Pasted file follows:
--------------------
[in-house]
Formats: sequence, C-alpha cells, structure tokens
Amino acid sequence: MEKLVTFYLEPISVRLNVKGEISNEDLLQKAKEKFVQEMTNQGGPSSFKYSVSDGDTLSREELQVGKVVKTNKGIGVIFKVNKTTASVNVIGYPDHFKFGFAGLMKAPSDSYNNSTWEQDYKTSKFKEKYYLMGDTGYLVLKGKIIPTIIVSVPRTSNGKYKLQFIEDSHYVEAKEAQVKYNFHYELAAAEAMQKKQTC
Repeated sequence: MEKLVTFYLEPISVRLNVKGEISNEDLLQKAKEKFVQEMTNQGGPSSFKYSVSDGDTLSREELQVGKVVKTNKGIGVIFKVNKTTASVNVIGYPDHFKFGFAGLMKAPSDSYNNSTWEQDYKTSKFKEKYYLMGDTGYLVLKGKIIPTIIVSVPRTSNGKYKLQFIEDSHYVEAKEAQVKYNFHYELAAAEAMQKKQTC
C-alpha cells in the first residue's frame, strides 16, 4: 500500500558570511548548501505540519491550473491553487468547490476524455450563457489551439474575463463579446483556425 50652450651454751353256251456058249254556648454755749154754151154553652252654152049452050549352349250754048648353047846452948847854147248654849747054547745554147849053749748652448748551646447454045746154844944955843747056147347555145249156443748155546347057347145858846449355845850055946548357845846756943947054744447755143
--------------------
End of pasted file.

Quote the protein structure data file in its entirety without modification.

[in-house]
Formats: sequence, C-alpha cells, structure tokens
Amino acid sequence: MEKLVTFYLEPISVRLNVKGEISNEDLLQKAKEKFVQEMTNQGGPSSFKYSVSDGDTLSREELQVGKVVKTNKGIGVIFKVNKTTASVNVIGYPDHFKFGFAGLMKAPSDSYNNSTWEQDYKTSKFKEKYYLMGDTGYLVLKGKIIPTIIVSVPRTSNGKYKLQFIEDSHYVEAKEAQVKYNFHYELAAAEAMQKKQTC
Repeated sequence: MEKLVTFYLEPISVRLNVKGEISNEDLLQKAKEKFVQEMTNQGGPSSFKYSVSDGDTLSREELQVGKVVKTNKGIGVIFKVNKTTASVNVIGYPDHFKFGFAGLMKAPSDSYNNSTWEQDYKTSKFKEKYYLMGDTGYLVLKGKIIPTIIVSVPRTSNGKYKLQFIEDSHYVEAKEAQVKYNFHYELAAAEAMQKKQTC
C-alpha cells in the first residue's frame, strides 16, 4: 500500500558570511548548501505540519491550473491553487468547490476524455450563457489551439474575463463579446483556425 50652450651454751353256251456058249254556648454755749154754151154553652252654152049452050549352349250754048648353047846452948847854147248654849747054547745554147849053749748652448748551646447454045746154844944955843747056147347555145249156443748155546347057347145858846449355845850055946548357845846756943947054744447755143